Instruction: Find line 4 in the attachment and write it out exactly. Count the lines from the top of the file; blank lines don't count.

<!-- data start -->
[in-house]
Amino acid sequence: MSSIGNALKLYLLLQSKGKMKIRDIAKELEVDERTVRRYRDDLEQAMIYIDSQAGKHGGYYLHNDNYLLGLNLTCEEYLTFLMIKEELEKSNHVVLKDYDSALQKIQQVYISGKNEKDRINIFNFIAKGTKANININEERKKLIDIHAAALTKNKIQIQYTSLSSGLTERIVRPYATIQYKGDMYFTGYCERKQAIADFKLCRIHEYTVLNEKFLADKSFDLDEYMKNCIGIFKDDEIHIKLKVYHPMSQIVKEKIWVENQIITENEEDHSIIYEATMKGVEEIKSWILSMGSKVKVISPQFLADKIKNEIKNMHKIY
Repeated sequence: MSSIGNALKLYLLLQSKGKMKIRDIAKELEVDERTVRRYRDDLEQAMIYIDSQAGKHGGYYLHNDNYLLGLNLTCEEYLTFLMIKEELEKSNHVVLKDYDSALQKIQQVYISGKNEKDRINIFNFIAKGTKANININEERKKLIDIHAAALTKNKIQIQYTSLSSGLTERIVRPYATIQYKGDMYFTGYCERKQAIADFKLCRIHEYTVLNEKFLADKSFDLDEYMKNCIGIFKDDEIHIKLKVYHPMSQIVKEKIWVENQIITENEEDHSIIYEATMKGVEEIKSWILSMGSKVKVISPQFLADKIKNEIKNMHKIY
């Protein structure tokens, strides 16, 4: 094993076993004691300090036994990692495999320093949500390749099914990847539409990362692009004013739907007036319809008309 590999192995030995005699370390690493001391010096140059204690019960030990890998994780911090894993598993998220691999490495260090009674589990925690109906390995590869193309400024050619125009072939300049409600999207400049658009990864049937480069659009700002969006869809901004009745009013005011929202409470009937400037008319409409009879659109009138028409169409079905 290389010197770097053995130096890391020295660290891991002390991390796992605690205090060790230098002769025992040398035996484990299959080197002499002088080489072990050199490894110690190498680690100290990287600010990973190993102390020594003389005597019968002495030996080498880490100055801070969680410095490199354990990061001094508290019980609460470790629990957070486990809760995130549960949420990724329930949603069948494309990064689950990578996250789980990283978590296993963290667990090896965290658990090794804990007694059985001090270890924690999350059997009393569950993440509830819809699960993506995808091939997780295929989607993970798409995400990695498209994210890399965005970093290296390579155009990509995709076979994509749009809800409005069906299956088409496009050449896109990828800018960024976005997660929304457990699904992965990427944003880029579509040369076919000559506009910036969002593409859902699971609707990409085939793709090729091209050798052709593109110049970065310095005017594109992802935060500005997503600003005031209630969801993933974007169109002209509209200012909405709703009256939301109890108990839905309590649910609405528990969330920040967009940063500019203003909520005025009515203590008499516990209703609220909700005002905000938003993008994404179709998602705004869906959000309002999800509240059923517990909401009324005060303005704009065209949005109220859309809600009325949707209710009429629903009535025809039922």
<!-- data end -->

């Protein structure tokens, strides 16, 4: 094993076993004691300090036994990692495999320093949500390749099914990847539409990362692009004013739907007036319809008309 590999192995030995005699370390690493001391010096140059204690019960030990890998994780911090894993598993998220691999490495260090009674589990925690109906390995590869193309400024050619125009072939300049409600999207400049658009990864049937480069659009700002969006869809901004009745009013005011929202409470009937400037008319409409009879659109009138028409169409079905 290389010197770097053995130096890391020295660290891991002390991390796992605690205090060790230098002769025992040398035996484990299959080197002499002088080489072990050199490894110690190498680690100290990287600010990973190993102390020594003389005597019968002495030996080498880490100055801070969680410095490199354990990061001094508290019980609460470790629990957070486990809760995130549960949420990724329930949603069948494309990064689950990578996250789980990283978590296993963290667990090896965290658990090794804990007694059985001090270890924690999350059997009393569950993440509830819809699960993506995808091939997780295929989607993970798409995400990695498209994210890399965005970093290296390579155009990509995709076979994509749009809800409005069906299956088409496009050449896109990828800018960024976005997660929304457990699904992965990427944003880029579509040369076919000559506009910036969002593409859902699971609707990409085939793709090729091209050798052709593109110049970065310095005017594109992802935060500005997503600003005031209630969801993933974007169109002209509209200012909405709703009256939301109890108990839905309590649910609405528990969330920040967009940063500019203003909520005025009515203590008499516990209703609220909700005002905000938003993008994404179709998602705004869906959000309002999800509240059923517990909401009324005060303005704009065209949005109220859309809600009325949707209710009429629903009535025809039922």